On one occasion, Susan says she said something that made her husband so angry that he demanded a family meeting. "He called all the kids in the room ... and he made them call me a 'white ho slut' in unison," she says. "He would tell them when to start, and he would tell them to repeat. ... In my mind, I was screaming, 'That's not what I am. That's not what I am. How can you do this? How can you have my children do this to me?'"

Susan says she was devastated by her children's actions, but she understands why they did it. "I knew that my children needed to do what they needed to do to survive in that house," she says. "If that meant they needed to side with the power, then that's what they had to do."

The same day the video was shot, Susan made a fateful decision. As she was sitting in a room with her oldest son, her husband gestured toward her. "He looked at my son and he said, 'You see, that. That's the road you're headed down if you don't straighten up,'" Susan says.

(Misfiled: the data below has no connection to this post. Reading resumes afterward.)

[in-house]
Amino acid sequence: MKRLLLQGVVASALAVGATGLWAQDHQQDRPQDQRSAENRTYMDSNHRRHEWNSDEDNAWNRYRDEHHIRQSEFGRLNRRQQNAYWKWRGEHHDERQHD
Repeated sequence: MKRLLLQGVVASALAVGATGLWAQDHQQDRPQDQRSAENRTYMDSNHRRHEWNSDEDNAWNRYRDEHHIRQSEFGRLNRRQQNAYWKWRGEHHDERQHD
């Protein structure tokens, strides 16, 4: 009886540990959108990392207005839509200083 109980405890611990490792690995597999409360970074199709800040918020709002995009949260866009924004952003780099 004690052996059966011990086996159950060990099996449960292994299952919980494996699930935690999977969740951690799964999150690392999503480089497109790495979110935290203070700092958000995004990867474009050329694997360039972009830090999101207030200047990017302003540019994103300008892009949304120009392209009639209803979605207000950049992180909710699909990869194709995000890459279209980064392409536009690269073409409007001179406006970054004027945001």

With that comment, she says she came to the realization that Ulner could possibly end up killing her. So Susan made the decision to leave.

When Susan got to work the next day, she was covered in bruises from the previous day's beating. When Lynne, her friend and boss who knew about the abuse, came over to check on her, Susan says she said, "Today is the day."

Lynne called the police. "They came to my job, they took pictures, and we developed a plan," Susan says. "[I needed] time to decide, where are we going to go? What are we going to do? We had nowhere."

As Susan fled with her sons, Ulner called her repeatedly, trying to track her down. Police recorded the phone calls to document his violent threats. In one he screamed at her, "If you don't bring my son home, I'm going to kill you, heifer."